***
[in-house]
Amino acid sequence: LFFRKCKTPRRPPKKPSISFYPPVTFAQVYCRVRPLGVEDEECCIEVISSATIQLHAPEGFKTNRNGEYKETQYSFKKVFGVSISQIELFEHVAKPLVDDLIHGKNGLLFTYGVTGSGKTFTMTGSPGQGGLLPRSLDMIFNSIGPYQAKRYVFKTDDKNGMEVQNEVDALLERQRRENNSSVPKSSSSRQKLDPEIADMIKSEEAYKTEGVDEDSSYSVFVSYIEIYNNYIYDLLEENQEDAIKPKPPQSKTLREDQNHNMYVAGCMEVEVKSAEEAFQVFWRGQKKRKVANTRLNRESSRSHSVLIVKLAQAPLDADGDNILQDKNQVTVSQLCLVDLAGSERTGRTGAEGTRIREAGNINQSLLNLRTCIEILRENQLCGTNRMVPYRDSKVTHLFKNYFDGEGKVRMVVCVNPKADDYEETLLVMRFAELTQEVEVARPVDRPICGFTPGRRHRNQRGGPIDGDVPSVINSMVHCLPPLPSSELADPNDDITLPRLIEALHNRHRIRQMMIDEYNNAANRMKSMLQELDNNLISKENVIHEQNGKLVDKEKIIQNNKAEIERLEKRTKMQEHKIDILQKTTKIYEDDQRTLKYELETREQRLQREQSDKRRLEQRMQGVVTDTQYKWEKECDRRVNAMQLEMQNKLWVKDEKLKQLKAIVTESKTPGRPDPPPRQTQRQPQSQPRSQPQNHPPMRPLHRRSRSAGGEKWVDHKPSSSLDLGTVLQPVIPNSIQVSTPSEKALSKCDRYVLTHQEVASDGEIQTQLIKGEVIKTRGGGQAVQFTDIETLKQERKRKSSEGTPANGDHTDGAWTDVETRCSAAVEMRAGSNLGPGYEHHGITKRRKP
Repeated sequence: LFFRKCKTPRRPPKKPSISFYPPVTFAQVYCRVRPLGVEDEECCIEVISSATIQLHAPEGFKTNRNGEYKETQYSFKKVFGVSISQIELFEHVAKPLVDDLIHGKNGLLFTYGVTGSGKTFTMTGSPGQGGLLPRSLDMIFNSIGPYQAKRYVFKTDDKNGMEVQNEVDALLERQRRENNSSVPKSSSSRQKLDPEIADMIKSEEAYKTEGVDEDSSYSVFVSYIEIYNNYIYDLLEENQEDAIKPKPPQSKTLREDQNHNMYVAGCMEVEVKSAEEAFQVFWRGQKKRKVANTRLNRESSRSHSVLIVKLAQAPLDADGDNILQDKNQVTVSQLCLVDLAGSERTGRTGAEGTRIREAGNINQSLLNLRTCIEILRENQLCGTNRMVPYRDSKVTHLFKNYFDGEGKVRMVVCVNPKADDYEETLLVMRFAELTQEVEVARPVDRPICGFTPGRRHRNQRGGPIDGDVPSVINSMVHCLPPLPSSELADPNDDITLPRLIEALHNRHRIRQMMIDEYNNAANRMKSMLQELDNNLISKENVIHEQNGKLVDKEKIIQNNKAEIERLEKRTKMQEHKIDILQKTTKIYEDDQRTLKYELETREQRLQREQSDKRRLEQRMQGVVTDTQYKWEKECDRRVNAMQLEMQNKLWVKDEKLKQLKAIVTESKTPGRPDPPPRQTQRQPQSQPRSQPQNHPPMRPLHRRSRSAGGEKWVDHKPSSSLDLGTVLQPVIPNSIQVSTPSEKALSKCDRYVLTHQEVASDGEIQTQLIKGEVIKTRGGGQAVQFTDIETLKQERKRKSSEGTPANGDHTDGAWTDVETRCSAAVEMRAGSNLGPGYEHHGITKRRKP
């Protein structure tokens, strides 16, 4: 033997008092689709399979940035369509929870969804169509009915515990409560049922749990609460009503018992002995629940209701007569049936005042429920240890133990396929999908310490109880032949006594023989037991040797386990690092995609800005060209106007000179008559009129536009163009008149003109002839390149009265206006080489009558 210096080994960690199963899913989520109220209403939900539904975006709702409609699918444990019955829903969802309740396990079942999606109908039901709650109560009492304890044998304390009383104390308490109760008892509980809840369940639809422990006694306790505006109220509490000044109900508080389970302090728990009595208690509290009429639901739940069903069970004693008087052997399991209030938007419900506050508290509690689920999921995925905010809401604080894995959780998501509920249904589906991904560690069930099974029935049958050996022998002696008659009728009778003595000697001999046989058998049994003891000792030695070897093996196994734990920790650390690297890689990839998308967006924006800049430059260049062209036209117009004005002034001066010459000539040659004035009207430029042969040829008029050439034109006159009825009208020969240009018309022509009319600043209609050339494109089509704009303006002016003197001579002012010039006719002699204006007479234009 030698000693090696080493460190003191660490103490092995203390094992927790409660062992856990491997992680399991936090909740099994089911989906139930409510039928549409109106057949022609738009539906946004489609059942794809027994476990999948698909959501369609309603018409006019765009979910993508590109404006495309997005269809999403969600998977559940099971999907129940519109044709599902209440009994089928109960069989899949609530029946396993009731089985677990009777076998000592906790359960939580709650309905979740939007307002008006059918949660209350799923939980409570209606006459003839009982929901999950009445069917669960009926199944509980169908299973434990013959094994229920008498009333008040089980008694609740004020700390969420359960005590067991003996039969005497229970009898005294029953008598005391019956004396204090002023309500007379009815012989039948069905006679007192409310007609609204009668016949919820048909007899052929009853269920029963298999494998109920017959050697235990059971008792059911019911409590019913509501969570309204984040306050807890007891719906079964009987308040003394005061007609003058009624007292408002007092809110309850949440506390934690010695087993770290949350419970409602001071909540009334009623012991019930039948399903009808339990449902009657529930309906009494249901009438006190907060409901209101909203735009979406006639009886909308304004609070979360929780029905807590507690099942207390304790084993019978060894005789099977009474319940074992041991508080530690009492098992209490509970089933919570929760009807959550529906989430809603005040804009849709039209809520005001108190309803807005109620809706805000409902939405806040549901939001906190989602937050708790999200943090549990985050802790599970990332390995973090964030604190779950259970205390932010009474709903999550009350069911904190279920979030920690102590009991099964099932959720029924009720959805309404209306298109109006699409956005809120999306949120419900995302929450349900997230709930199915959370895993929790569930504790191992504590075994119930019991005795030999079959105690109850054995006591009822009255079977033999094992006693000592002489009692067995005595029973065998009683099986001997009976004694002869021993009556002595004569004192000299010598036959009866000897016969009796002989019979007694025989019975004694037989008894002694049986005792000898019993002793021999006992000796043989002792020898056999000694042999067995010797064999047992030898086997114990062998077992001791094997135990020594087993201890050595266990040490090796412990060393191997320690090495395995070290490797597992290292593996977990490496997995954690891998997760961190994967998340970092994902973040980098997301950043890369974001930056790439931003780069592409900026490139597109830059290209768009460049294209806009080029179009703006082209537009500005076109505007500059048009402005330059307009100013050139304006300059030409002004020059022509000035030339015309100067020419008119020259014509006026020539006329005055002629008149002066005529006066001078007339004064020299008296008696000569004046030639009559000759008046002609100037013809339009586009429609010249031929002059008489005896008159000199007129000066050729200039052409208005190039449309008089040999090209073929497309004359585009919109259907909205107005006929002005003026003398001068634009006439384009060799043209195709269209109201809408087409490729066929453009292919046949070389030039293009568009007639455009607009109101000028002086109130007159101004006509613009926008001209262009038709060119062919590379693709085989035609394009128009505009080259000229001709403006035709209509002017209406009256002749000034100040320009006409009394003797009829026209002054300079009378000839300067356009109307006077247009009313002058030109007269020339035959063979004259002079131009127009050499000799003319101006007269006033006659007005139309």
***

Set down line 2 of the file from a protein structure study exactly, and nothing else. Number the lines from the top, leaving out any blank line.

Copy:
Amino acid sequence: LFFRKCKTPRRPPKKPSISFYPPVTFAQVYCRVRPLGVEDEECCIEVISSATIQLHAPEGFKTNRNGEYKETQYSFKKVFGVSISQIELFEHVAKPLVDDLIHGKNGLLFTYGVTGSGKTFTMTGSPGQGGLLPRSLDMIFNSIGPYQAKRYVFKTDDKNGMEVQNEVDALLERQRRENNSSVPKSSSSRQKLDPEIADMIKSEEAYKTEGVDEDSSYSVFVSYIEIYNNYIYDLLEENQEDAIKPKPPQSKTLREDQNHNMYVAGCMEVEVKSAEEAFQVFWRGQKKRKVANTRLNRESSRSHSVLIVKLAQAPLDADGDNILQDKNQVTVSQLCLVDLAGSERTGRTGAEGTRIREAGNINQSLLNLRTCIEILRENQLCGTNRMVPYRDSKVTHLFKNYFDGEGKVRMVVCVNPKADDYEETLLVMRFAELTQEVEVARPVDRPICGFTPGRRHRNQRGGPIDGDVPSVINSMVHCLPPLPSSELADPNDDITLPRLIEALHNRHRIRQMMIDEYNNAANRMKSMLQELDNNLISKENVIHEQNGKLVDKEKIIQNNKAEIERLEKRTKMQEHKIDILQKTTKIYEDDQRTLKYELETREQRLQREQSDKRRLEQRMQGVVTDTQYKWEKECDRRVNAMQLEMQNKLWVKDEKLKQLKAIVTESKTPGRPDPPPRQTQRQPQSQPRSQPQNHPPMRPLHRRSRSAGGEKWVDHKPSSSLDLGTVLQPVIPNSIQVSTPSEKALSKCDRYVLTHQEVASDGEIQTQLIKGEVIKTRGGGQAVQFTDIETLKQERKRKSSEGTPANGDHTDGAWTDVETRCSAAVEMRAGSNLGPGYEHHGITKRRKP